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News Release 11-188

Hazards Researchers "Stormed" Capitol Hill

NSF Expo showcased basic science and engineering research to facilitate local, state, federal and private-sector capability to predict, prepare for, mitigate and respond to disasters

Dr. Suresh addressing hazards expo on Capitol Hill.
View video

Dr. Suresh addresses hazards expo on Capitol Hill.

September 8, 2011

View videos from the September 7, 2011, NSF Hazards Expo on Capitol Hill (Dr. Subra Suresh, Sen. Bill Nelson, landslides, Tornado Alley, UAVs).

This material is available primarily for archival purposes. Telephone numbers or other contact information may be out of date; please see current contact information at media contacts.

In light of National Preparedness month and the recent East Coast hurricane and earthquake, the National Science Foundation (NSF) hosted an expo on Capitol Hill yesterday featuring interactive demonstrations and research findings that showcase science and engineering discovery, technologies and tools that have practical application to hazards.

More than 30 research exhibitor teams demonstrated how their NSF-supported work impacts and enables policymakers and disaster responders to better predict, prepare for, mitigate and respond to significant hazards that affect life, property, societal infrastructure and natural assets.

The exhibits displayed research relating to tornados, earthquakes, tsunamis, volcanoes, oil spills and hurricanes, as well as the human response to these events. Walk-through exhibits included: an earthquake simulator, tornado pods, search-and-rescue robots, a flood flume, 3-D IMAX clips from Tornado Alley, unmanned aerial vehicles for rescue, and more.

Senator Bill Nelson of Florida emphasized the importance of NSF's research to assist first responders and storm predictors. He also said how thankful he was for NSF's commitment to innovations that assist before, during and after hazards and disasters.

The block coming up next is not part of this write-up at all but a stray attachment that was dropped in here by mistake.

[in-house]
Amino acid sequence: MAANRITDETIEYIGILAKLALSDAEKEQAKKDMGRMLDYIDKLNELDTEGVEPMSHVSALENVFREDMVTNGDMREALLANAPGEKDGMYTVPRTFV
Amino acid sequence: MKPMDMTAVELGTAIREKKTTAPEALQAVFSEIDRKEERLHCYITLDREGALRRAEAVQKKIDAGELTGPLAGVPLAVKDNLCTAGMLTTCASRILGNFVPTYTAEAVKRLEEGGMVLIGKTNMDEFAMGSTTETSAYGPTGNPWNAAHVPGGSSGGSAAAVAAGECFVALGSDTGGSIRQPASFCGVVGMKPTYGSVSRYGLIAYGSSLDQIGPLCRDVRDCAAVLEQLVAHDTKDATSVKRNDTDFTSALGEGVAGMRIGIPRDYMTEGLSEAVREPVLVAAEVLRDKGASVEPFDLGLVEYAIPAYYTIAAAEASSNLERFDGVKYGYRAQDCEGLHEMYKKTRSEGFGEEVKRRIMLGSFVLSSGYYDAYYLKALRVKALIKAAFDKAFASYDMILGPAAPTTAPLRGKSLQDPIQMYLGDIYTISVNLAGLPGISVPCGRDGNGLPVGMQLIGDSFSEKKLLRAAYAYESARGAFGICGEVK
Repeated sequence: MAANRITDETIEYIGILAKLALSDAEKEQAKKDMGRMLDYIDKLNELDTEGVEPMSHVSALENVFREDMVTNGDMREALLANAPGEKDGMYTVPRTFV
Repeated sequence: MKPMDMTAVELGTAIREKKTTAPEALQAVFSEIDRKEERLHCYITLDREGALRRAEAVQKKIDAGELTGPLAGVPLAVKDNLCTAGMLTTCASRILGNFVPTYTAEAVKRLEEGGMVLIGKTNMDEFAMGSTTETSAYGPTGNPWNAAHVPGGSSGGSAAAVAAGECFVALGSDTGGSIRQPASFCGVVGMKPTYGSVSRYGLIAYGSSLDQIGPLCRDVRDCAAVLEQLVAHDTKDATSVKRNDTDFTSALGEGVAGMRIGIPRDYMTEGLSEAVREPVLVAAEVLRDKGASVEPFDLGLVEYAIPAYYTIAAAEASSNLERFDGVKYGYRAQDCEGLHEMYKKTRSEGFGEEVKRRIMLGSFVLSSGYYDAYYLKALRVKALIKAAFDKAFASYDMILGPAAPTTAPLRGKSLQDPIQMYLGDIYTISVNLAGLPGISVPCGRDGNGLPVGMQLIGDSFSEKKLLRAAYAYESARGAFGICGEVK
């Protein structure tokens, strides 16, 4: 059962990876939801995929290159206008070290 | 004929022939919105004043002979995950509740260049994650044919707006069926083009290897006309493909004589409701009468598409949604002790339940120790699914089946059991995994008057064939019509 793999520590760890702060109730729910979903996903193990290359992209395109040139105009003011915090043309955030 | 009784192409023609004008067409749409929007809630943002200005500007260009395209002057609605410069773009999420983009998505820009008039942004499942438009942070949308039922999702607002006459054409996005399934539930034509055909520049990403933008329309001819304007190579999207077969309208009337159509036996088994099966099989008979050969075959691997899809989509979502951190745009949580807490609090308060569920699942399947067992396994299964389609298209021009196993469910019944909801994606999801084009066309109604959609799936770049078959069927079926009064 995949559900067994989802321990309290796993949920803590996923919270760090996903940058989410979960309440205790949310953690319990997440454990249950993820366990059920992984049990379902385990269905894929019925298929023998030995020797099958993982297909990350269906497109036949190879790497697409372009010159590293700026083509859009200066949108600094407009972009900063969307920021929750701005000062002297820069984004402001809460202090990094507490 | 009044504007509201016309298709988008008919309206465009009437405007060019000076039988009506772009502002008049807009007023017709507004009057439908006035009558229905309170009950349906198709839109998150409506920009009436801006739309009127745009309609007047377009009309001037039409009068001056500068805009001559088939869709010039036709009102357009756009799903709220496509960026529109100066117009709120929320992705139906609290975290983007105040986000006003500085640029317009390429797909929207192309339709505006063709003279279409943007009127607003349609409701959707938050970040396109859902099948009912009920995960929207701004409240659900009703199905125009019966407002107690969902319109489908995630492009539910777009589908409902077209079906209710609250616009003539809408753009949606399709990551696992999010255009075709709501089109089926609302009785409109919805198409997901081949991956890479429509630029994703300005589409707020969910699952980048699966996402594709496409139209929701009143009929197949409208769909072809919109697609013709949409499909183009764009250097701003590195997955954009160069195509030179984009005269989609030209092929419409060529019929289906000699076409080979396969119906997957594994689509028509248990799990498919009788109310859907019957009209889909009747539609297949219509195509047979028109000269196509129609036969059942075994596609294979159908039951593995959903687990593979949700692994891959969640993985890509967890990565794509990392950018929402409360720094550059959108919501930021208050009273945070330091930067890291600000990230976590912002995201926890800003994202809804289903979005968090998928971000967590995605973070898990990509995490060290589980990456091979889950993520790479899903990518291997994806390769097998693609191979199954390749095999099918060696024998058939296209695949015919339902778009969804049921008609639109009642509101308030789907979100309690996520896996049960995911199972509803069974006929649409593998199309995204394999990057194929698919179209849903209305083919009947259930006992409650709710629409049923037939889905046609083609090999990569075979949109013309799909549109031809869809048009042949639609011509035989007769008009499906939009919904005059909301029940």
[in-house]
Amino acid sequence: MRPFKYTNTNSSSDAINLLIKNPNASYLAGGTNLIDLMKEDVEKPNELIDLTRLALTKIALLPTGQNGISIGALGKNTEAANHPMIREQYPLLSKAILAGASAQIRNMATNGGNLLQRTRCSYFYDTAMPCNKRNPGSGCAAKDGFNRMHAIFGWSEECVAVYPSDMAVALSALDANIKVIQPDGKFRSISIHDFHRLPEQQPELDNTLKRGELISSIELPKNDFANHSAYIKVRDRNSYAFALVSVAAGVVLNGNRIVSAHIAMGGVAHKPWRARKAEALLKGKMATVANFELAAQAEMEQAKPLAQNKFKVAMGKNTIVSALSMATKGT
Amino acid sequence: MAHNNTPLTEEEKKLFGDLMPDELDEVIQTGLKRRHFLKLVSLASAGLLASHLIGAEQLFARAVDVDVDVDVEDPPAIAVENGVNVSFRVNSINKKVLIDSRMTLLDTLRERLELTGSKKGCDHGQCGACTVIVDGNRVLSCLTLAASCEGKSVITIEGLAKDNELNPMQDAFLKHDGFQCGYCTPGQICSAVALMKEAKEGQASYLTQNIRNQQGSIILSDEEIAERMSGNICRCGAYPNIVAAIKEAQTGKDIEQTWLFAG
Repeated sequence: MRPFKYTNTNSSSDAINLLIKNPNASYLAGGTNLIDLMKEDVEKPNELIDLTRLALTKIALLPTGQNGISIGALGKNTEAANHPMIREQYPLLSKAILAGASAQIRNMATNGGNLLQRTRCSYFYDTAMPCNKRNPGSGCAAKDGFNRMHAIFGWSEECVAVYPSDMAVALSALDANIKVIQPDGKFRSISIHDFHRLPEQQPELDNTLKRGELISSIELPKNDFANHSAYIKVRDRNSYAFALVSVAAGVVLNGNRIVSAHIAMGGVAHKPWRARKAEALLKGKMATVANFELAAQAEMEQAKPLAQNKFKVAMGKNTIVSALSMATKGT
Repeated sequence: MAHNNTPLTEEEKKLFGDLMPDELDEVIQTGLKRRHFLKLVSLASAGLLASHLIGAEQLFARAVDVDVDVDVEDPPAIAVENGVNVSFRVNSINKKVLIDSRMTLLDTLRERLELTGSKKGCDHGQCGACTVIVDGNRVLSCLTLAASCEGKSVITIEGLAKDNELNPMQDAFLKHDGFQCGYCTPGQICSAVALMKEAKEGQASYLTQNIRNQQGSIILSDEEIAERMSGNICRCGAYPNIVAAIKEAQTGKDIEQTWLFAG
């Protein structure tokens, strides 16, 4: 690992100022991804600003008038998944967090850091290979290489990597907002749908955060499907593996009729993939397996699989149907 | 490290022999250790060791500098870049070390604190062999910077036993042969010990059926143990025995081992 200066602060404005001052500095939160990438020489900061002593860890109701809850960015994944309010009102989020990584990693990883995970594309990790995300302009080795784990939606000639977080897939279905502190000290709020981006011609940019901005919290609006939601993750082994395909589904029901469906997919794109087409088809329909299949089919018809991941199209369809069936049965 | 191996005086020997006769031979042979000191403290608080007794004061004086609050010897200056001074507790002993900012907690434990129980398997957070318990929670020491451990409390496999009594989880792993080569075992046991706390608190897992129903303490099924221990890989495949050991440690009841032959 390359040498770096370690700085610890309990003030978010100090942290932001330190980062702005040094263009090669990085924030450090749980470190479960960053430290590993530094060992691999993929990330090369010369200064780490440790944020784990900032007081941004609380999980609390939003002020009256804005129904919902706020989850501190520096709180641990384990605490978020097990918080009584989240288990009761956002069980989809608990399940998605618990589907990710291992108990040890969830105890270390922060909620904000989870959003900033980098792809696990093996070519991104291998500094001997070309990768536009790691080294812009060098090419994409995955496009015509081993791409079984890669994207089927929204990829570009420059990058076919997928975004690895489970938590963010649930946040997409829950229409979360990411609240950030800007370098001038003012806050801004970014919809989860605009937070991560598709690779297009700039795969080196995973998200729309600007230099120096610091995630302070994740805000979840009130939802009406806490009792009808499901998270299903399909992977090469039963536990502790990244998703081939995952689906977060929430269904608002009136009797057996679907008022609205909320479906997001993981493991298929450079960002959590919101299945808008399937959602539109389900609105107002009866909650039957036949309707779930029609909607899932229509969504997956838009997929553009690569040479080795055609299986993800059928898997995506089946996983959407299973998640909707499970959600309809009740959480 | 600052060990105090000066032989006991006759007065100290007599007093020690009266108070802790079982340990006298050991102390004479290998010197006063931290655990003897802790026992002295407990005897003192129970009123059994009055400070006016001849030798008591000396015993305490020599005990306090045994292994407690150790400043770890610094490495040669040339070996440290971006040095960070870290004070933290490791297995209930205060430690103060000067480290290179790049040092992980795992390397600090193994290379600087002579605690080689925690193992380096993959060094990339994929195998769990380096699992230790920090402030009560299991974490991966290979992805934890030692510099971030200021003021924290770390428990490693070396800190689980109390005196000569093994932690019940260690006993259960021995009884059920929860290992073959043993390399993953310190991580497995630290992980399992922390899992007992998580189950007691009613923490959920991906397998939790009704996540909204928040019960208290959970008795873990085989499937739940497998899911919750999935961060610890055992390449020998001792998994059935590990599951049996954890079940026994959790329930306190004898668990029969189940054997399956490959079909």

"Fundamental research on natural and man-made disasters is required to tease out paths to prediction, preparation, mitigation and efficient and effective post-disaster response," said NSF Director Subra Suresh. "The National Science Foundation's investment provides a continuous pay off in local, state, and national policy toward these efforts.

The event was made possible by the American Geophysical Union and the Congressional Hazards Caucus.


Media Contacts
Deborah Wing, NSF, (703) 292-5344, email:
Cheryl L. Dybas, NSF, (703) 292-7734, email:

The U.S. National Science Foundation propels the nation forward by advancing fundamental research in all fields of science and engineering. NSF supports research and people by providing facilities, instruments and funding to support their ingenuity and sustain the U.S. as a global leader in research and innovation. With a fiscal year 2023 budget of $9.5 billion, NSF funds reach all 50 states through grants to nearly 2,000 colleges, universities and institutions. Each year, NSF receives more than 40,000 competitive proposals and makes about 11,000 new awards. Those awards include support for cooperative research with industry, Arctic and Antarctic research and operations, and U.S. participation in international scientific efforts.

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